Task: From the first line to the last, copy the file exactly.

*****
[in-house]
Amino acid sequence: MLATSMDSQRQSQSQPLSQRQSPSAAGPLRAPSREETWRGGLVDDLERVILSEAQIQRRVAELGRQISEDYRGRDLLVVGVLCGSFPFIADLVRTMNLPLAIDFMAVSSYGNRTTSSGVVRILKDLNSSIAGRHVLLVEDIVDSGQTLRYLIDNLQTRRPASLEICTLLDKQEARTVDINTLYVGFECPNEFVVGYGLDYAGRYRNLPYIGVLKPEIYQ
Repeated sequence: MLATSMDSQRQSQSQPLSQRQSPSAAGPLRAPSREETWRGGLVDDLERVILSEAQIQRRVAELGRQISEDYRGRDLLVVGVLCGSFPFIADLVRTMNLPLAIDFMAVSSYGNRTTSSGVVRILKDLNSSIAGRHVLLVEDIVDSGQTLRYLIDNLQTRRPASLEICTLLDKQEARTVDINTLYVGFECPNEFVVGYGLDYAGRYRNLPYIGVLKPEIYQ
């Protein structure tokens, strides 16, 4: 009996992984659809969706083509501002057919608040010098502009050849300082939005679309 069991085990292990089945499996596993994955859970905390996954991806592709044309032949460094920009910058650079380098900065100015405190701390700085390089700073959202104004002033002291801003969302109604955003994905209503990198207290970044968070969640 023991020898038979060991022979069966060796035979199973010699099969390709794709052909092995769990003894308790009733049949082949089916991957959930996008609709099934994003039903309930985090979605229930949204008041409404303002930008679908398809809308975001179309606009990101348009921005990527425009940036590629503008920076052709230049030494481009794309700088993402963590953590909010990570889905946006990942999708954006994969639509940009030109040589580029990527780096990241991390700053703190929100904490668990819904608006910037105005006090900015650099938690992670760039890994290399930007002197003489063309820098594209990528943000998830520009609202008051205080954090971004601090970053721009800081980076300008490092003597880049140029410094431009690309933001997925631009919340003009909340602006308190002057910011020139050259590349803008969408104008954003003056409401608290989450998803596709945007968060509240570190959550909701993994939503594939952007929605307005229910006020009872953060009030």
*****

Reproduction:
[in-house]
Amino acid sequence: MLATSMDSQRQSQSQPLSQRQSPSAAGPLRAPSREETWRGGLVDDLERVILSEAQIQRRVAELGRQISEDYRGRDLLVVGVLCGSFPFIADLVRTMNLPLAIDFMAVSSYGNRTTSSGVVRILKDLNSSIAGRHVLLVEDIVDSGQTLRYLIDNLQTRRPASLEICTLLDKQEARTVDINTLYVGFECPNEFVVGYGLDYAGRYRNLPYIGVLKPEIYQ
Repeated sequence: MLATSMDSQRQSQSQPLSQRQSPSAAGPLRAPSREETWRGGLVDDLERVILSEAQIQRRVAELGRQISEDYRGRDLLVVGVLCGSFPFIADLVRTMNLPLAIDFMAVSSYGNRTTSSGVVRILKDLNSSIAGRHVLLVEDIVDSGQTLRYLIDNLQTRRPASLEICTLLDKQEARTVDINTLYVGFECPNEFVVGYGLDYAGRYRNLPYIGVLKPEIYQ
């Protein structure tokens, strides 16, 4: 009996992984659809969706083509501002057919608040010098502009050849300082939005679309 069991085990292990089945499996596993994955859970905390996954991806592709044309032949460094920009910058650079380098900065100015405190701390700085390089700073959202104004002033002291801003969302109604955003994905209503990198207290970044968070969640 023991020898038979060991022979069966060796035979199973010699099969390709794709052909092995769990003894308790009733049949082949089916991957959930996008609709099934994003039903309930985090979605229930949204008041409404303002930008679908398809809308975001179309606009990101348009921005990527425009940036590629503008920076052709230049030494481009794309700088993402963590953590909010990570889905946006990942999708954006994969639509940009030109040589580029990527780096990241991390700053703190929100904490668990819904608006910037105005006090900015650099938690992670760039890994290399930007002197003489063309820098594209990528943000998830520009609202008051205080954090971004601090970053721009800081980076300008490092003597880049140029410094431009690309933001997925631009919340003009909340602006308190002057910011020139050259590349803008969408104008954003003056409401608290989450998803596709945007968060509240570190959550909701993994939503594939952007929605307005229910006020009872953060009030």